Another deadly superbug outbreak
Last February, I linked the Olympus TJF-Q180V model to an outbreak that infected eight patients at a U.S. hospital with a deadly strain of E. coli just a few weeks earlier. Two of these patients died, but the location of the outbreak remains a mystery, as no hospital has publicly acknowledged these eight infections.
Once more is learned about it, this E. coli outbreak likely will share some of the traits of Huntington Memorial’s Pseudomonas outbreak.
The TJF-160F vs. the TJF-Q180V Olympus duodenoscope models
Briefly, the Olympus TJF-160F is an older duodenoscope model whose instructions require healthcare personnel to clean and disinfect — a process known as “reprocessing” — a small narrow channel called an elevator wire channel (as well as all of the endoscope’s other channels and surfaces).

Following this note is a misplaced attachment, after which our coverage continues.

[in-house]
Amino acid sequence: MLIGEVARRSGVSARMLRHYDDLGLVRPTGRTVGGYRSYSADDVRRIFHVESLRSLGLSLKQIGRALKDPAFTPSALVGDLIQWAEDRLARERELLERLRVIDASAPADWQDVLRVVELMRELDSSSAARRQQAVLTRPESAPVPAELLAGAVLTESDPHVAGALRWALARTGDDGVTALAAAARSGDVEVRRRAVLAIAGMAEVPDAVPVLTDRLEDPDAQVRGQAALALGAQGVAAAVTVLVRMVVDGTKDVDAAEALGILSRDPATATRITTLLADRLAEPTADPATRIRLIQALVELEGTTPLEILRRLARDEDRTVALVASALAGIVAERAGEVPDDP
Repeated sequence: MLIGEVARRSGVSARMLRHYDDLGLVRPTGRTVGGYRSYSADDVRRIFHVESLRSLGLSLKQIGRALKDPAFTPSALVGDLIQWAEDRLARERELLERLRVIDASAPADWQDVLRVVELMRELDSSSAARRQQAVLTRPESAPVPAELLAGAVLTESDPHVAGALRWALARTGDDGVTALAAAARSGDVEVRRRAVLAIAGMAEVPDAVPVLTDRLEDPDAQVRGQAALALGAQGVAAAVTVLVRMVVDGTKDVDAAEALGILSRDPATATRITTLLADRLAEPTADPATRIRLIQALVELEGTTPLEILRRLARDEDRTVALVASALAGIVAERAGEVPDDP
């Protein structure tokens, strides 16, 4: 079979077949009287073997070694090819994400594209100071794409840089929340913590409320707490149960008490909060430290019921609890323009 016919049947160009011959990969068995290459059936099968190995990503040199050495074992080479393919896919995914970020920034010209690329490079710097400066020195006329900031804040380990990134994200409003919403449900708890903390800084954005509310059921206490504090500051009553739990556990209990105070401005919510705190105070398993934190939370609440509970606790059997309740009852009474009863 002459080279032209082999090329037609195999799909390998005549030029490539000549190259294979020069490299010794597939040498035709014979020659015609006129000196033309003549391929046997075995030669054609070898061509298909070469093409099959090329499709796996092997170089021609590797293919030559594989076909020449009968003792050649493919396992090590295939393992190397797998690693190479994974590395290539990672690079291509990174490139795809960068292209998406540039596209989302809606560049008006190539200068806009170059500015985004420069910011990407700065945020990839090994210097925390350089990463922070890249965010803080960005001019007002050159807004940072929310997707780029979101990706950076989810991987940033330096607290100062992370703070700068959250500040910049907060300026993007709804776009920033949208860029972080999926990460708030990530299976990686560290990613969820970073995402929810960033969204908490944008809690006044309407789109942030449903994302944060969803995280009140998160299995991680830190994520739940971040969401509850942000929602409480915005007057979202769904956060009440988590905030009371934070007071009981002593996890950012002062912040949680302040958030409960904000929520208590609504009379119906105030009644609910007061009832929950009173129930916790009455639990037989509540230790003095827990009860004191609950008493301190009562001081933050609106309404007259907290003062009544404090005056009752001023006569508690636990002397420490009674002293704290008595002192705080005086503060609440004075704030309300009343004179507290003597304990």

The elevator wire channel houses a narrow cable that connects to a forceps elevator mechanism at the duodenoscope’s distal tip. Doctors use this mechanism and cable, which is attached to a control knob on the endoscope’s head, to manipulate the direction of needles, cannulae and other accessories used during ERCP.
The elevator wire channel of the newer TJF-Q180V duodenoscope model, in contrast, is “sealed” (although this seal may be worn and leak), in part for convenience, so that reprocessing personnel no longer have to flush this channel manually with detergent and disinfectant. According to multiple reports, the design of this endoscope model and sealed channel is flawed, posing a increased risk of patient infection.
Commentary: Is silence the new norm?